Gregorio Uglioni 26:19
If I understand well, it’s not any any initiative or program or a project, but it’s change management and on the long term, and you will see the results at the end, or let’s say after the the after, sometimes, if we speak about one example, soccer, the one playing with with the feet, perhaps not very well known in US button. It’s it’s like if you would win three zero after the halftime and you start celebrating No, because you have to second half time, and you need to focus and to say play and Continue playing until the end. And afterwards, you can celebrate and win for sure you can celebrate milestones that you achieve. But let’s focus on the target what really what you really want to achieve.
Nate Brown 27:07
Yeah, it’s easy to kick it into cruise control. Even as a CX leader, if we had a great quarter where NPS is high, or we had some kind of win, like, oh, you know, this is working. I’m just gonna start to coast. But the customer is evolving too quickly, the business is changing too quickly. We have to be vigilant to resist that inertia. And to keep the intensity up, like that second half of a soccer game. There’s no winning, there’s no winning this game you always are playing you’re always in the spotlight. And and then having that energy, there’s is critical.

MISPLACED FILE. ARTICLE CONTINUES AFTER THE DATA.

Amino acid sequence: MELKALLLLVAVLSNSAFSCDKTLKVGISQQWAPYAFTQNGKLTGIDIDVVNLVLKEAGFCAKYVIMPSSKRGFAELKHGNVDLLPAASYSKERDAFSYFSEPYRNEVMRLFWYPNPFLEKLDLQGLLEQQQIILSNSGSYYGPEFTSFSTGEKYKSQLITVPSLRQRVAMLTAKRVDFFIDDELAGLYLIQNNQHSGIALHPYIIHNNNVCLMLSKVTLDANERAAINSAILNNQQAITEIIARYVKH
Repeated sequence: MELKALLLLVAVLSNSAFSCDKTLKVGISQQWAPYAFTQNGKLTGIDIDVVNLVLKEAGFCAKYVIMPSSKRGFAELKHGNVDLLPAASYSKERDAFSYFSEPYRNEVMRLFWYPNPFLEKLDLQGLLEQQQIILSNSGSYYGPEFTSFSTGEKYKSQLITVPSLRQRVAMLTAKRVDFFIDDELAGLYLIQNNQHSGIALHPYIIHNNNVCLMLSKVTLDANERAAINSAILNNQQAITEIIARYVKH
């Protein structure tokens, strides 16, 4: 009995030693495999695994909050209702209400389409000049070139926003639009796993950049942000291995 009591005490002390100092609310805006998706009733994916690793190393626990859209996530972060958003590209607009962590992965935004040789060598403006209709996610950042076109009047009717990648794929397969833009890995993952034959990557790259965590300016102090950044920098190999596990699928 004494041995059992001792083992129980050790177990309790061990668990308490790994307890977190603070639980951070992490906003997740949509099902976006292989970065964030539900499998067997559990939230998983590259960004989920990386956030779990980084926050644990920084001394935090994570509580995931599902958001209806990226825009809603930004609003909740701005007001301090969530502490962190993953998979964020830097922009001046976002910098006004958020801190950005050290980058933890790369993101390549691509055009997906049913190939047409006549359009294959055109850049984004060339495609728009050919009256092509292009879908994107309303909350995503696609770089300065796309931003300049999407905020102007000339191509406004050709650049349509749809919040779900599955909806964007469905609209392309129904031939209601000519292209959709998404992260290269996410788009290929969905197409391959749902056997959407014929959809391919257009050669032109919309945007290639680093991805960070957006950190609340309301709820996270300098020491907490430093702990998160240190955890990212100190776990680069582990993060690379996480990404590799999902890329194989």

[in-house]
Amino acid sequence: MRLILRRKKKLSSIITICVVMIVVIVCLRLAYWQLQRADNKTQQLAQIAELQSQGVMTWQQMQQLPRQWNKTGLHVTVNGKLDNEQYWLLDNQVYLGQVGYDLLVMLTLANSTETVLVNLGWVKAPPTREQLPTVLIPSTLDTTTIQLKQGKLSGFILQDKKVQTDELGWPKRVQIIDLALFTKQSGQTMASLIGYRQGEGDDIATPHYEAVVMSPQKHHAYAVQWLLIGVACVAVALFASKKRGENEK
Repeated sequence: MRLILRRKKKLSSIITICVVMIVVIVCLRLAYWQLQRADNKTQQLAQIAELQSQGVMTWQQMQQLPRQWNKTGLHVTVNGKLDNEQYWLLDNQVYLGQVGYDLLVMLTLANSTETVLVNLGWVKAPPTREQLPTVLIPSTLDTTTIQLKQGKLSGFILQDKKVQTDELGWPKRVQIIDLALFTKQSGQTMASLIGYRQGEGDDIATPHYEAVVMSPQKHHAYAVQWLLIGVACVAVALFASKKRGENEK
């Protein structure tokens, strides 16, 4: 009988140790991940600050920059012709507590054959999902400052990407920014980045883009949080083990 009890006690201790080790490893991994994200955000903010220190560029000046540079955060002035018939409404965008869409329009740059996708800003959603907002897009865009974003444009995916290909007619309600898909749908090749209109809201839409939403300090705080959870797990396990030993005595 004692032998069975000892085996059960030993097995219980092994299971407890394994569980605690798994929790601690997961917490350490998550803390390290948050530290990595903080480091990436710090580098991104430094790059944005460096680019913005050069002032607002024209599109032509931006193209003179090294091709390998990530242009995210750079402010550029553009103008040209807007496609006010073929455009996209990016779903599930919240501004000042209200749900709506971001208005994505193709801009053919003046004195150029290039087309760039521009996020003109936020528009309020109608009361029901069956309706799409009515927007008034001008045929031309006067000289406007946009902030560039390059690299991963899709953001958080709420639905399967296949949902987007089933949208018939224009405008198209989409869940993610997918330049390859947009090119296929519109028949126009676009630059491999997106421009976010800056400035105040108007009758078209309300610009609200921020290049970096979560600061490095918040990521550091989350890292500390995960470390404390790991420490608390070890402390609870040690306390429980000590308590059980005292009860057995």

Gregorio Uglioni 27:46
Clear and and I think let’s call the last goal with you. I want to learn a bit more about Nate yourself. We already spoke about the COVID situation. How are you trying to balance your work life balance, or let’s say life work balance because I like more to speak about what people are doing during their life and what you’re doing?
Nate Brown 28:11